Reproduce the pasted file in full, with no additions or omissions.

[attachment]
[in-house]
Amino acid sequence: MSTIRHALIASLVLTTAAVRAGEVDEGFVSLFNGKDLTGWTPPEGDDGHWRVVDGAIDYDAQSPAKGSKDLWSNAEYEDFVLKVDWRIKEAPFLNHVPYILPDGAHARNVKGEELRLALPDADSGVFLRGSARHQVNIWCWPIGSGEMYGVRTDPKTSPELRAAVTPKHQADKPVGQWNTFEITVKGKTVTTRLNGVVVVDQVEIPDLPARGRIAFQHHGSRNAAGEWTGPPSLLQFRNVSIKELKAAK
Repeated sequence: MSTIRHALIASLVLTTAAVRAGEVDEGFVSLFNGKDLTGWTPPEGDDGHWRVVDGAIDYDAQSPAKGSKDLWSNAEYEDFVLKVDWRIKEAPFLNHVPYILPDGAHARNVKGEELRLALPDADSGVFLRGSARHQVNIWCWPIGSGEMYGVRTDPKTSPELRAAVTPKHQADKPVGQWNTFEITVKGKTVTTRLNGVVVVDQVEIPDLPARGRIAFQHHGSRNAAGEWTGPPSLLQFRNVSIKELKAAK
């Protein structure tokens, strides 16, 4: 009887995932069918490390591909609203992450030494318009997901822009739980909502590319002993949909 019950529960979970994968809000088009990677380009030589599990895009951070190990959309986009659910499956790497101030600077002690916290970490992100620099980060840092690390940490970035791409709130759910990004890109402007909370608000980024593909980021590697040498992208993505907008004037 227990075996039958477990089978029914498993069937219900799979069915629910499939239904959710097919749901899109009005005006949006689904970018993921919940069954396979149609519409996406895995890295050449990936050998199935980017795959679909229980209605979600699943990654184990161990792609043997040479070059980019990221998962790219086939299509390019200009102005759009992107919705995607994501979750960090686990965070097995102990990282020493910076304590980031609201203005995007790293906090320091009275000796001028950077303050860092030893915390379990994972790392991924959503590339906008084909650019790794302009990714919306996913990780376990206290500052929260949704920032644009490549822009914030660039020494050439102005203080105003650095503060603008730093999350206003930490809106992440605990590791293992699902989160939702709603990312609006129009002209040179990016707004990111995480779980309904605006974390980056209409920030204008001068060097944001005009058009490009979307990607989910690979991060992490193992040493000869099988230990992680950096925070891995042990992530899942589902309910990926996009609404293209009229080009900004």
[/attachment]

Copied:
[in-house]
Amino acid sequence: MSTIRHALIASLVLTTAAVRAGEVDEGFVSLFNGKDLTGWTPPEGDDGHWRVVDGAIDYDAQSPAKGSKDLWSNAEYEDFVLKVDWRIKEAPFLNHVPYILPDGAHARNVKGEELRLALPDADSGVFLRGSARHQVNIWCWPIGSGEMYGVRTDPKTSPELRAAVTPKHQADKPVGQWNTFEITVKGKTVTTRLNGVVVVDQVEIPDLPARGRIAFQHHGSRNAAGEWTGPPSLLQFRNVSIKELKAAK
Repeated sequence: MSTIRHALIASLVLTTAAVRAGEVDEGFVSLFNGKDLTGWTPPEGDDGHWRVVDGAIDYDAQSPAKGSKDLWSNAEYEDFVLKVDWRIKEAPFLNHVPYILPDGAHARNVKGEELRLALPDADSGVFLRGSARHQVNIWCWPIGSGEMYGVRTDPKTSPELRAAVTPKHQADKPVGQWNTFEITVKGKTVTTRLNGVVVVDQVEIPDLPARGRIAFQHHGSRNAAGEWTGPPSLLQFRNVSIKELKAAK
């Protein structure tokens, strides 16, 4: 009887995932069918490390591909609203992450030494318009997901822009739980909502590319002993949909 019950529960979970994968809000088009990677380009030589599990895009951070190990959309986009659910499956790497101030600077002690916290970490992100620099980060840092690390940490970035791409709130759910990004890109402007909370608000980024593909980021590697040498992208993505907008004037 227990075996039958477990089978029914498993069937219900799979069915629910499939239904959710097919749901899109009005005006949006689904970018993921919940069954396979149609519409996406895995890295050449990936050998199935980017795959679909229980209605979600699943990654184990161990792609043997040479070059980019990221998962790219086939299509390019200009102005759009992107919705995607994501979750960090686990965070097995102990990282020493910076304590980031609201203005995007790293906090320091009275000796001028950077303050860092030893915390379990994972790392991924959503590339906008084909650019790794302009990714919306996913990780376990206290500052929260949704920032644009490549822009914030660039020494050439102005203080105003650095503060603008730093999350206003930490809106992440605990590791293992699902989160939702709603990312609006129009002209040179990016707004990111995480779980309904605006974390980056209409920030204008001068060097944001005009058009490009979307990607989910690979991060992490193992040493000869099988230990992680950096925070891995042990992530899942589902309910990926996009609404293209009229080009900004």